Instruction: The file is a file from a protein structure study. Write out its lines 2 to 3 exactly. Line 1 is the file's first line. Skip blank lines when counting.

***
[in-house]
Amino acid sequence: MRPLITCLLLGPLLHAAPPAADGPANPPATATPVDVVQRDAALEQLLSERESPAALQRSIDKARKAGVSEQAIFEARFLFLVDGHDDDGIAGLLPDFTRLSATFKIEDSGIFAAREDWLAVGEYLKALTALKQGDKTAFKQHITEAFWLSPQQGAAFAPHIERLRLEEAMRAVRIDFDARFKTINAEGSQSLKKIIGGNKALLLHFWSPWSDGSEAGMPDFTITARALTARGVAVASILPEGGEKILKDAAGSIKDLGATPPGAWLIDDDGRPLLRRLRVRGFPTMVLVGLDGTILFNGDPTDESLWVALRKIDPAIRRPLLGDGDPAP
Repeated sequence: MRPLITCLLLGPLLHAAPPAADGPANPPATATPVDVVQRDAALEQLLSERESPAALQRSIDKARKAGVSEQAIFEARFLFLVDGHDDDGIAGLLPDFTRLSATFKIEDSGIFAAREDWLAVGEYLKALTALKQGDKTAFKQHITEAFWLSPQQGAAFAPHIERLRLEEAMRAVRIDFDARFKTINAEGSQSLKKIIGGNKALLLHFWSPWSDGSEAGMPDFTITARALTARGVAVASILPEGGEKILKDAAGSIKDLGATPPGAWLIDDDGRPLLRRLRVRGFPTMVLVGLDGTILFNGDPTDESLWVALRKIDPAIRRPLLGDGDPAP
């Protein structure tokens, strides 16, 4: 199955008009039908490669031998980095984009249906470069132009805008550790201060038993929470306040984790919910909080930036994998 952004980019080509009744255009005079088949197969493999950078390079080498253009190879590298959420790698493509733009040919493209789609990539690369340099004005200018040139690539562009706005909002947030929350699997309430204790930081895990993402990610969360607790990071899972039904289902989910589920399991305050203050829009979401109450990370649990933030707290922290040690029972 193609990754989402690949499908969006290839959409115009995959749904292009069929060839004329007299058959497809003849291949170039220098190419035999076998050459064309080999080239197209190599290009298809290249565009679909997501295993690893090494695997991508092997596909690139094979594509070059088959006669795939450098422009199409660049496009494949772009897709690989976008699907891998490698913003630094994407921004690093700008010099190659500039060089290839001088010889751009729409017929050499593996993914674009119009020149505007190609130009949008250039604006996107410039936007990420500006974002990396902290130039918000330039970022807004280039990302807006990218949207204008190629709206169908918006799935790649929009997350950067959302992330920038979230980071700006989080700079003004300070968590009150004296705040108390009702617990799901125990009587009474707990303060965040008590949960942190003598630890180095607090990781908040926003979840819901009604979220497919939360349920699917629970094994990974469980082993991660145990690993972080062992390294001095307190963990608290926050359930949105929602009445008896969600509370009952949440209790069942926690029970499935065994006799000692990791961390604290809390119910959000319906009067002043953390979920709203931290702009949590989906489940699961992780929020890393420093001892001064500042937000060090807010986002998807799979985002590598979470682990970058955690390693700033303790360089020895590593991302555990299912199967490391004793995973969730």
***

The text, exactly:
Amino acid sequence: MRPLITCLLLGPLLHAAPPAADGPANPPATATPVDVVQRDAALEQLLSERESPAALQRSIDKARKAGVSEQAIFEARFLFLVDGHDDDGIAGLLPDFTRLSATFKIEDSGIFAAREDWLAVGEYLKALTALKQGDKTAFKQHITEAFWLSPQQGAAFAPHIERLRLEEAMRAVRIDFDARFKTINAEGSQSLKKIIGGNKALLLHFWSPWSDGSEAGMPDFTITARALTARGVAVASILPEGGEKILKDAAGSIKDLGATPPGAWLIDDDGRPLLRRLRVRGFPTMVLVGLDGTILFNGDPTDESLWVALRKIDPAIRRPLLGDGDPAP
Repeated sequence: MRPLITCLLLGPLLHAAPPAADGPANPPATATPVDVVQRDAALEQLLSERESPAALQRSIDKARKAGVSEQAIFEARFLFLVDGHDDDGIAGLLPDFTRLSATFKIEDSGIFAAREDWLAVGEYLKALTALKQGDKTAFKQHITEAFWLSPQQGAAFAPHIERLRLEEAMRAVRIDFDARFKTINAEGSQSLKKIIGGNKALLLHFWSPWSDGSEAGMPDFTITARALTARGVAVASILPEGGEKILKDAAGSIKDLGATPPGAWLIDDDGRPLLRRLRVRGFPTMVLVGLDGTILFNGDPTDESLWVALRKIDPAIRRPLLGDGDPAP